En route to Base Camp
Bremer Bay is a beautiful place some seven hours away from Perth, between Esperance and Albany. There's not a building in sight and the air has the fresh tang of the sea. My babies play in the seaweed as if they do not have a care in the world and the soft, steady rumble of waves and the gentle ripple of sparkling clear water clears my mind.
Everything is tinted with a strange kind of sadness, a feeling of loss I cannot quite shake off. When you have been in love with someone for so long it is hard to stop the tears from falling. I'm not angry, not this time, and I don't know whether that makes it better or worse. It's just very defeating, the finality of it, realizing that nothing will come of it. It is not easy being passed over for someone else.
I never thought I would be able to say that to you. I could not look you in the eye and repeat it. I never thought I would have the courage to say that you made your choice and as your friend I am happy for you; but I am too proud to be someone's second choice, if it ever came to that. I hope it will never come to that. Although the people at school who love your company and treat me like dirt may think otherwise, I know I deserve better.
A lot has changed since I was thirteen and saw you for the first time, and liked what I saw. Back then K and I sat on the steps of the Thomas Street Building where we could sometimes see you, and K stole my sandwiches and gleefully told me that you were too old for me, that we had nothing in common and we would never be friends. Obviously K was as good fortune teller as he was a boyfriend.
It's been in the back of my mind for a little while, because I trust that our friendship will last longer than what is left of high school. I genuinely, sincerely don't want anything more from you. I am happy that you seem to be happy, and I'll wait very patiently for my turn. It can't be long now.
By the time I get back to Perth I shall be fine, and everything will be as it was before.
Base Camp, Peppermint Beach, near Bremer Bay
The babies and I went to explore the dunes and the crumbly sandstone plateaus as we made camp here at Peppermint Beach, about an hour or so out from Bremer Bay. Skye is still very over-excited and eagerly clambers up to the highest peaks to get the best view, whilst Bella sulkily slunk away, dug a hole under the car and promptly fell asleep in it.
I've been camping for a few times now, ranging from being a Girl Guide captain in barrack-style dorms to school camps to what we're doing now; what I call Proper Decent Camping - driving to the middle of nowhere and plonking your ass down under the stars, sacrificing flush loos and internet connection in a desperate attempt to avoid the easter-egg consumerism and televangelism of Easter.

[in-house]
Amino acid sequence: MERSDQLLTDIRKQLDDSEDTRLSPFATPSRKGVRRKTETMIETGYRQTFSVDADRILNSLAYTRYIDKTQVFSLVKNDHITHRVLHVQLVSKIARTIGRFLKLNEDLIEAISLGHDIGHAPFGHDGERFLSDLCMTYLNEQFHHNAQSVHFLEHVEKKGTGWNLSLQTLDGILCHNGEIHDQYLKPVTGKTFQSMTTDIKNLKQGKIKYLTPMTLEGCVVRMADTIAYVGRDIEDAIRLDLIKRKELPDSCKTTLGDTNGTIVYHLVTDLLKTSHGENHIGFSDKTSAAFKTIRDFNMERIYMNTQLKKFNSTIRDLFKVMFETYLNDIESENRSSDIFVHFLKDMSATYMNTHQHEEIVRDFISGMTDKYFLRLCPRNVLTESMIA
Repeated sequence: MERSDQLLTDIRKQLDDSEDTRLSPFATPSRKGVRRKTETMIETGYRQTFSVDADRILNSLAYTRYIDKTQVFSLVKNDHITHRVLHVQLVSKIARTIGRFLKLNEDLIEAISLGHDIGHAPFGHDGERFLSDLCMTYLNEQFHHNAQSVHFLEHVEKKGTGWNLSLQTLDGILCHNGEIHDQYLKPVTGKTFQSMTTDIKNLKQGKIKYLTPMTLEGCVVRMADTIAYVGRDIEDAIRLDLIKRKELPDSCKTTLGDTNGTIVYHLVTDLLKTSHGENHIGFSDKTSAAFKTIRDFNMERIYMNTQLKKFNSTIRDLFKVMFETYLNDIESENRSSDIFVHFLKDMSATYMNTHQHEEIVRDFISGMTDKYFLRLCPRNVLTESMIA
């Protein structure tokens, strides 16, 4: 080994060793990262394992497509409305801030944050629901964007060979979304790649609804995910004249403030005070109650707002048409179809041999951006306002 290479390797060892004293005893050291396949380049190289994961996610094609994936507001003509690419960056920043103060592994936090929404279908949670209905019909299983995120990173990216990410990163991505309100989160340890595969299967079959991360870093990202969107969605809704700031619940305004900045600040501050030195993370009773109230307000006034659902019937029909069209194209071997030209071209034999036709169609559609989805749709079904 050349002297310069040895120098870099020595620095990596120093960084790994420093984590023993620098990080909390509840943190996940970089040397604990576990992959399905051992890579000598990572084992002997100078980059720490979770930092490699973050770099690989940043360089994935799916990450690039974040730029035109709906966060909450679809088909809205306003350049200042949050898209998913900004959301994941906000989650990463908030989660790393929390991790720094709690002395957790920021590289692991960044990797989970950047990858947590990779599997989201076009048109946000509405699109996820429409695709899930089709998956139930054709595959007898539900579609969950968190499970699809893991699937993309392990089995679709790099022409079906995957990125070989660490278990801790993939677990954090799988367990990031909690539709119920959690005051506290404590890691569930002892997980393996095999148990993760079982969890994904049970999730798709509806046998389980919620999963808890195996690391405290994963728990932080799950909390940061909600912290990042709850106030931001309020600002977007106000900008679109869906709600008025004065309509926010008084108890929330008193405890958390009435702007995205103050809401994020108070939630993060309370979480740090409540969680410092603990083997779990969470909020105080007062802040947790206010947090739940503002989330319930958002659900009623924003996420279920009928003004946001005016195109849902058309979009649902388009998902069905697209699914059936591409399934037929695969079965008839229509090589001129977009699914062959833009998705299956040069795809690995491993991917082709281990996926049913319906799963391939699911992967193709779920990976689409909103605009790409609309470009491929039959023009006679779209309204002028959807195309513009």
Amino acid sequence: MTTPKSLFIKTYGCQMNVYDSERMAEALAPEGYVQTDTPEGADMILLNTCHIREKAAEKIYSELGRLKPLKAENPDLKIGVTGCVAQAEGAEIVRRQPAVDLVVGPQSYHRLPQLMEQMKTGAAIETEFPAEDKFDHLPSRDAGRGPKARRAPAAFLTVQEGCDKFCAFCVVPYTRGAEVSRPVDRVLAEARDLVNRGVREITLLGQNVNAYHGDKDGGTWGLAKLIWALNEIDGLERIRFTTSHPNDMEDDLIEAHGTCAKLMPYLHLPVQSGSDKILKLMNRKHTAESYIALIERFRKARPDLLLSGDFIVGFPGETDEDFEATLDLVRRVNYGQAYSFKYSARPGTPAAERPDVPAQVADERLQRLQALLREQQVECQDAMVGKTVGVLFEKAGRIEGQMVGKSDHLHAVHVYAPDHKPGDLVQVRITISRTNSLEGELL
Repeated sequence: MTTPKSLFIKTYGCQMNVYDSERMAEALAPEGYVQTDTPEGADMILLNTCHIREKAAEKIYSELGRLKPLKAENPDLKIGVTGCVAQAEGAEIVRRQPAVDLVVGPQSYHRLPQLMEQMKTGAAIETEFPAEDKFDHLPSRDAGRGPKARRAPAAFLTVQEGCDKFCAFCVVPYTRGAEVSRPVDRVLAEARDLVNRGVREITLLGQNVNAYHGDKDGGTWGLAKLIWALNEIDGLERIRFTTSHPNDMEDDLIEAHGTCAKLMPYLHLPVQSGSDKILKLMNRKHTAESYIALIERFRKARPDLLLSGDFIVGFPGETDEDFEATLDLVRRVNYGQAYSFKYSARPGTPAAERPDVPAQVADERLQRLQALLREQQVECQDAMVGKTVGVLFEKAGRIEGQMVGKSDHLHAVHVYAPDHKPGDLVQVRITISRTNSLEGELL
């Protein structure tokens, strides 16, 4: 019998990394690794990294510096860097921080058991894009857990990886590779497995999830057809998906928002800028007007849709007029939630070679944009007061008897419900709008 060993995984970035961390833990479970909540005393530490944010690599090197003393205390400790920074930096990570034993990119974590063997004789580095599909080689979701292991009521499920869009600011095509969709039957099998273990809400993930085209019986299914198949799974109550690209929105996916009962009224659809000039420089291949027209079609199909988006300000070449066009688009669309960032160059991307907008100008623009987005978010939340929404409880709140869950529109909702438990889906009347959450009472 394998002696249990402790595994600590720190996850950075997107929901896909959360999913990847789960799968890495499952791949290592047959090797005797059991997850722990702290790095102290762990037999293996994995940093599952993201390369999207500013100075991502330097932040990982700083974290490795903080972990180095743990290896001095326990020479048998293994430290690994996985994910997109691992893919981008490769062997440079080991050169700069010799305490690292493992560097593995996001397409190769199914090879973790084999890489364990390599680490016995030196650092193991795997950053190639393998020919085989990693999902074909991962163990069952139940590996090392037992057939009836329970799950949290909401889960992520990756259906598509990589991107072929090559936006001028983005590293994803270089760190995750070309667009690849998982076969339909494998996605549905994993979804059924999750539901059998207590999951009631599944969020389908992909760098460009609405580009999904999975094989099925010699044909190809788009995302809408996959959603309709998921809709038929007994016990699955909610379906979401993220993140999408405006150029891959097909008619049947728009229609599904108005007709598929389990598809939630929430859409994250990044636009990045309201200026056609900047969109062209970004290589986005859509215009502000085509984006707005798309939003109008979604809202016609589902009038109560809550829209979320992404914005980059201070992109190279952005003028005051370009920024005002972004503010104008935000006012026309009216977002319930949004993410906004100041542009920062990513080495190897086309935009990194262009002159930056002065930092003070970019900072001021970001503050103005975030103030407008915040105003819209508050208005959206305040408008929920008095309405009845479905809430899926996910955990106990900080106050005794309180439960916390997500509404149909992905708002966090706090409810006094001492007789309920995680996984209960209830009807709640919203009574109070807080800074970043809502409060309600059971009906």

At sixteen, I've become a woman of the family. When I was little I was the baby of the lot, the youngest of the youngest - which in Asia results in a bizarre combination of over-the-top pampering and complete lack of respect. But as you get older you get supplanted by little baby girls who will one day join you in being a woman of the family, and you can't help but weep nostalgic and feel the deja vu.
My niece Yu-Dam is five years old and the most adorable little girl to flash her dimples and call me im-mo, or maternal aunt. I remember her sitting on my lap, fully absorbed in picking the strands of pith off a few segments of mandarin. She's dressed how my mother used to dress me - dark dresses with white tights and fussy little Mary Jane shoes. She's a great deal prettier than I am, with fluffy curls and exquisitely huge eyes with preposterously long eyelashes. I speak to her in Korean, the prerequisite condescension unfamiliar on my tongue, but all her education will be in English and she knows a word or two.
"Chair. Cherry. Kiss." Girl after my own heart.
Her parents have called her Irene, and I am beyond jealous because I have never fully reconciled myself with a name few can pronounce and even fewer can spell. But when I ask her what her name is she puffs up with pride and says "Yeeee. Yoooo. Daaaam."
That's what I used to say, before I was old enough to be humiliated by every misspelling and mispronunciation. Kwoooon. Jeeee. Soooo.
One day Yu-Dam will join us in being a woman of the family, but I'd give everything I have just to let her stay this little.
Nightfall, Base Camp
It's past eight and the moon is large and luminous, dancing in swirls of clouds. It's dark but the moonlight makes everything visible with perfect clarity, but bleached black and white like an old cowboy movie.
Why do they say it's "just friends"? There's nothing trivial about friendship. Being friends is like being in love, only a lot less awkward. It means that I'll always be there for you, and you'll always be there for me, but we'll always have other people, people who are friends and more than friends. That is all I need.
When I was friends with K I wasn't content. We weren't close. I had to watch what I say, because there was always a feeling that he would run for the hills if I told him a tenth of what was on my mind. It's because I wasn't happy with our friendship that I wanted more. It never occurred to me that you can have a decent conversation within a friendship.
The hardest part of being friends with someone you love is that you always have it in the back of your mind that something might happen at some point. It is hard if they say it wouldn't work, but harder still when you are forced to say it. It is hard knowing that they will never ask and you will never say yes even if they did, but it is something that I owe myself. I have faith that something really amazing is just around the corner. Someone fearless.
But it is liberating. It is exciting that you can be friends, that for once in your life love hasn't resulted in bitter animosity.
You're not completely out of my mind, but maybe I will get some sleep tonight.
To be continued...